Foot Locker Inc. reported that second-quarter comparable-store sales decreased 6 percent. Total sales decreased 4.4 percent to $1.7 billion in the quarter ended July 29, 2017, compared with sales of $1.78 billion in the corresponding prior-year period. Excluding the effect of foreign currency fluctuations, total sales for the second quarter decreased 4.3 percent.
The company’s gross margin rate decreased to 29.6 percent of sales from 33 percent a year ago, and selling, general and administrative expense rate increased 20 basis points to 19.9 percent of sales.
Net income was $51 million, or 39 cents per share, in Q2 compared with net income of $127 million, or 94 cents per share, in the comp period of 2016. This result included a $50 million pre-tax litigation charge related to a recent appeals court decision in a lawsuit against the company involving the conversion of its pension plan in 1996. Foot Locker previously recorded a $100 million pre-tax charge in the third quarter of 2015 related to the same litigation. Excluding this charge, which reduced after-tax earnings by 23 cents per share, non-GAAP earnings were 62 cents per share.
“While we believe our position in the market for premium sneakers remains very strong and our customers continue to look to us for compelling new athletic footwear and apparel styles,” said Richard Johnson, chairman and chief executive officer, “sales of some recent top styles fell well short of our expectations and impacted this quarter’s results. At the same time, we were affected by the limited availability of innovative new products in the market. We believe these industry dynamics will persist through 2017, and we expect comparable sales to be down 3 to 4 percent over the remainder of the year.”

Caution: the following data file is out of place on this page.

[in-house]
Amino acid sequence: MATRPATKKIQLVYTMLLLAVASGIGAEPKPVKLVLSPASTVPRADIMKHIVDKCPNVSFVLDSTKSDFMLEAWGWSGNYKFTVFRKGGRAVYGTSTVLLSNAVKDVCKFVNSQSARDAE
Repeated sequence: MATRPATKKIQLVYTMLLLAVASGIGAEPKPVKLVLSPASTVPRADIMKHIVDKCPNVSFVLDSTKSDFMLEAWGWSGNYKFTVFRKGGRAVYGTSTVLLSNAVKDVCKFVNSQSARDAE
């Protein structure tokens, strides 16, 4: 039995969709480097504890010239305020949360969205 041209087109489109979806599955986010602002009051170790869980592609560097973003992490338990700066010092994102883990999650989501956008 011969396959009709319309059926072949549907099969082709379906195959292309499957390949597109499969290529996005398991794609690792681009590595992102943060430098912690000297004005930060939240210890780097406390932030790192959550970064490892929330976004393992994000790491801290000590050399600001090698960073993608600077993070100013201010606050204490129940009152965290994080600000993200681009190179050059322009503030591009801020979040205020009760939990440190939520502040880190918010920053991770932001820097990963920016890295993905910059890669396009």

Johnson continued, “We are obviously disappointed in the results for the quarter, and our team is working quickly to adjust our operations to a changed retail landscape in which we are seeing our consumers move faster than ever from one source of inspiration or influence to another. In addition to working with our vendor partners to identify and capture new trends faster, we are also evaluating a realignment of our capital expenditure priorities and additional expense reductions so we can regain our momentum on both the top and bottom lines and deliver long-term value for our shareholders.”
At July 29, 2017, the company’s merchandise inventories were $1.29 billion, 3.7 percent lower than at the end of the second quarter last year. Using constant currencies, inventory decreased 4.9 percent. The company’s cash totaled $1.04 billion at quarter end, while the debt on its balance sheet was $126 million. FL spent $21 million to repurchase 350,000 shares during the quarter and paid a quarterly dividend of 31 cents per share for $41 million.
“In addition to retaining our very strong overall financial position, we took aggressive action in the second quarter to ensure that our inventory levels remained in line with sales,” said Lauren Peters, EVP and CFO. “In light of the current sales challenges in this unprecedented retail environment, we are considering a range of expense alternatives, including adjustments to our largely productive store base; reductions in overall capital spending, as well as shifting of emphasis from real estate to digital and supply chain; and various additional expense initiatives to create a more flexible, efficient organization.”
During the second quarter, Foot Locker Inc. opened 24 new stores, remodeled or relocated 38 stores, and closed 19 stores. As of July 29, 2017, FL operated 3,359 stores in 23 countries in North America, Europe, Australia and New Zealand. In addition, 68 franchised Foot Locker stores were operating in the Middle East, as well as 14 franchised Runners Point stores in Germany.
Photo courtesy Foot Locker